Biophilia in Healthcare Settings

Elly Deakin Biophilic design, Healthcare, Healthy spaces

Clinical environments can be unsettling for many, however research has demonstrated that these negative experiences can be relieved when we engage with nature.

Hospital wards, waiting rooms and surgeries are all healthcare spaces where Biophilic design can be incorporated to provide physical and psychological benefits to ALL users – staff, patients and visitors. Overall, Biophilic spaces can reduce stress and anxiety levels, making their working and resting environment more welcoming and comfortable to be in. By improving staff well-being, absenteeism as well as medical errors made to patients can be reduced.

How can we incorporate Biophilia into our healthcare settings? You can read more about these design principles at

  1. Improve air quality to create a healthier environment – incorporating plants and living walls enables air variations and balances up moisture indifferences, which are both beneficial for health and well-being.
  2. Optimise natural light to create a more energising space. This can be achieved by installing skylights or/and adding reflective surfaces where possible to bounce natural light through the interior.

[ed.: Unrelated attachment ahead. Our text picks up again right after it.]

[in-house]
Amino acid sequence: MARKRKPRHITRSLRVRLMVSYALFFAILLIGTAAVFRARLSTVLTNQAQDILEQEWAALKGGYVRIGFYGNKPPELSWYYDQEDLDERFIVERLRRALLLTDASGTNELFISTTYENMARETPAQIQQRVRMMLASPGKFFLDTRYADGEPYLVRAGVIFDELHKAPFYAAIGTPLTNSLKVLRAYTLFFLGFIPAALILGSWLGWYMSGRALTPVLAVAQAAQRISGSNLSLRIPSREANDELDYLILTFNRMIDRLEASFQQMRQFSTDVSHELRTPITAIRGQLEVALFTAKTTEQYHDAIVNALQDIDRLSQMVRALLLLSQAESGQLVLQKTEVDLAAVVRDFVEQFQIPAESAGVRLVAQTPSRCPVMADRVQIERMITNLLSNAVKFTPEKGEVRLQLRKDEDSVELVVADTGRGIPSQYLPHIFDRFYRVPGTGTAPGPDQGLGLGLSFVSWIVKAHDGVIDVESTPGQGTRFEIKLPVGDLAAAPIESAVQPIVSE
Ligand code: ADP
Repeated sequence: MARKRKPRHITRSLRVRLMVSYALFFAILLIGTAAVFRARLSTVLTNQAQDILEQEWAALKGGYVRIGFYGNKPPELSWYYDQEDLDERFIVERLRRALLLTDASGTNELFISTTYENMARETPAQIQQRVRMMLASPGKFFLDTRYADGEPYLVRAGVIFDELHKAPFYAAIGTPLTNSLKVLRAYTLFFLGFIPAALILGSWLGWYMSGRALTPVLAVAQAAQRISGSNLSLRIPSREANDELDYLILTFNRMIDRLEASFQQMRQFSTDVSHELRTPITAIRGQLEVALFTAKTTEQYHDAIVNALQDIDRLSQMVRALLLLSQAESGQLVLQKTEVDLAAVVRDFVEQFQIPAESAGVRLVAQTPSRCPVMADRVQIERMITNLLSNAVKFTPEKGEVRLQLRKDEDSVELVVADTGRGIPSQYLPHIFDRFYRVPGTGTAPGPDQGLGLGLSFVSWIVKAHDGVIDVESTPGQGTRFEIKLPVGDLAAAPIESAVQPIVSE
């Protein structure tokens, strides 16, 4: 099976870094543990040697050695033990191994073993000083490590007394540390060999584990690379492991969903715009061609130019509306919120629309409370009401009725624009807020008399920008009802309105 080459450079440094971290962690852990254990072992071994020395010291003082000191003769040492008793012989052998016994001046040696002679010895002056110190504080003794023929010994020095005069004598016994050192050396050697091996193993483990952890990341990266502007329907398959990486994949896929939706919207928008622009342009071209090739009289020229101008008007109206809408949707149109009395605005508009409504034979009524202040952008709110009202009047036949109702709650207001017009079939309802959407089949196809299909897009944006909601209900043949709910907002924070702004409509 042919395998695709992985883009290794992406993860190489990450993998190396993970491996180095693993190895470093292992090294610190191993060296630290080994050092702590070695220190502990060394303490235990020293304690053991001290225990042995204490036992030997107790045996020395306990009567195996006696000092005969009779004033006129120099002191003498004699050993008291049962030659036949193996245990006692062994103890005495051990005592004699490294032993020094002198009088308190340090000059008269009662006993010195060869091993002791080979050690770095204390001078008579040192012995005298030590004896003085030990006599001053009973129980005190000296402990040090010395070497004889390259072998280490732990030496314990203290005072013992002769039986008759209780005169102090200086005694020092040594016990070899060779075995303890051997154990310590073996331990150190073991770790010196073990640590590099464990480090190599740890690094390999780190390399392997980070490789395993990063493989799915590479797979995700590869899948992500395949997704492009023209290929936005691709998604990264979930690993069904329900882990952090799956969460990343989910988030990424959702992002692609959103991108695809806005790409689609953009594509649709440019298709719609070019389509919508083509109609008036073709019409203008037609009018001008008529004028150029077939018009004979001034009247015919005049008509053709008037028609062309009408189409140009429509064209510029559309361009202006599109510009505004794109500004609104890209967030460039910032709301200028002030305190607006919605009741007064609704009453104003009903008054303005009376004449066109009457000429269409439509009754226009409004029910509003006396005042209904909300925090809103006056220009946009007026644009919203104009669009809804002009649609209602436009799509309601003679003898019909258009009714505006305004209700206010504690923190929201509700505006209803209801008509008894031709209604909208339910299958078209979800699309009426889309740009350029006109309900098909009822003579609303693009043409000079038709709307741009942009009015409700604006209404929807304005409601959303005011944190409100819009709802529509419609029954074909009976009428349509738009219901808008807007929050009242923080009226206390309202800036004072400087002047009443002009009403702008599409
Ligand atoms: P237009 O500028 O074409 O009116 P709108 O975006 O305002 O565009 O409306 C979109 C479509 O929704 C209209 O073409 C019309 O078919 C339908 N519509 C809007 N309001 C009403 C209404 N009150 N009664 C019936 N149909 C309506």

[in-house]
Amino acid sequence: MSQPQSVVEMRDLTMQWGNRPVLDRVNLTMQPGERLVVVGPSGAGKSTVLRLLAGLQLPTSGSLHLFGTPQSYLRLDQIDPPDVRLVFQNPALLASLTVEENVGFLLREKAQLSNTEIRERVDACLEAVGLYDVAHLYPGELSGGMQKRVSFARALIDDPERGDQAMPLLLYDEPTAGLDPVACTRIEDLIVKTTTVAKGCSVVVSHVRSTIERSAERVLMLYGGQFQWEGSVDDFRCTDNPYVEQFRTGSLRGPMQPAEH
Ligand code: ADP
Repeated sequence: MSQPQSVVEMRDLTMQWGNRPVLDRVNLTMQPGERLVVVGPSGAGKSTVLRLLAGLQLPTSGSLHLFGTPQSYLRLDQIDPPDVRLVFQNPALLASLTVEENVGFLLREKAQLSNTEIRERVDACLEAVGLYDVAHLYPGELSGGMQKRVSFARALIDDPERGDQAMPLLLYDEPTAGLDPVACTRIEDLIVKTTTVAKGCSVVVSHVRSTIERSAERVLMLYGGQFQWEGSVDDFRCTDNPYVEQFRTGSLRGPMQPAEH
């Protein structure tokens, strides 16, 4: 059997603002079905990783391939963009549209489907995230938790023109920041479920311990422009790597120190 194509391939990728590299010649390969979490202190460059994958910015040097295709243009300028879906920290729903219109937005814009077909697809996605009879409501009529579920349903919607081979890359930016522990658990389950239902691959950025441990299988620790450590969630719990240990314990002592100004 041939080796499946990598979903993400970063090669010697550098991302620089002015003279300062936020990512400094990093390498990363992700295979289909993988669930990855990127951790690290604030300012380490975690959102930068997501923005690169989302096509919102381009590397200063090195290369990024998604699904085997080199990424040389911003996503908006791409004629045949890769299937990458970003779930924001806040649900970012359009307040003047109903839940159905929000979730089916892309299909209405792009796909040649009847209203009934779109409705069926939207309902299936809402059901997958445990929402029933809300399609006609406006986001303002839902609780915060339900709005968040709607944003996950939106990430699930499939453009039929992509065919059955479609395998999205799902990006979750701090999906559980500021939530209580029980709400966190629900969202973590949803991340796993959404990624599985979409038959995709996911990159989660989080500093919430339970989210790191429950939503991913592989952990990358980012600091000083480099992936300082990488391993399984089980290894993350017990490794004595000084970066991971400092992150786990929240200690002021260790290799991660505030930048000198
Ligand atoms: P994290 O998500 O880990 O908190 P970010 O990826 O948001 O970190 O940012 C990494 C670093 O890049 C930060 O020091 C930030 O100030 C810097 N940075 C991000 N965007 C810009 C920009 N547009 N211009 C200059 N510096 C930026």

3. Incorporate indirect references of nature – photography, paintings, natural patterns and textures can stimulate our senses and help to strengthen a connection with nature, which can reduce heart rate and stress levels.
  4. Reduce excessive noise – natural materials and plants are good sound absorbers, which can help to create a softer environment.
  5. Enhance views onto nature by placing seating, desks and hospital beds close to a window. Pleasant views have the ability to reduce stress levels, which improve recovery rates for patients as well as job satisfaction for staff members. During a nine year experiment, Dr Ulrich (Professor of Architecture at the Chalmers University of Technology in Sweden) looked at the effects on patients recovering from Gall bladder surgery when they experienced views onto nature.  These views compared with views onto a brick wall were shown to be more beneficial for patients as it helped to reduce stress levels and boost their well-being – leading to a shorter recovery time.
  6. Create or improve access to outdoor spaces (healing gardens) to give patients a restorative space where they can experience direct contact with nature. In Japan, people practice “Shirin Yoku” (or forest bathing) to improve their physical and mental health. They say that breathing in phytoncides, which are produced by plants and trees, can stabalise hormonal secretion and nervous functions.

(Above) Crown Sky Gardens by Mikyoung Kim Design

Keep an eye out for our next blog, where we look at some inspiring healthcare case studies, which incorporate many of the principles that I mention above…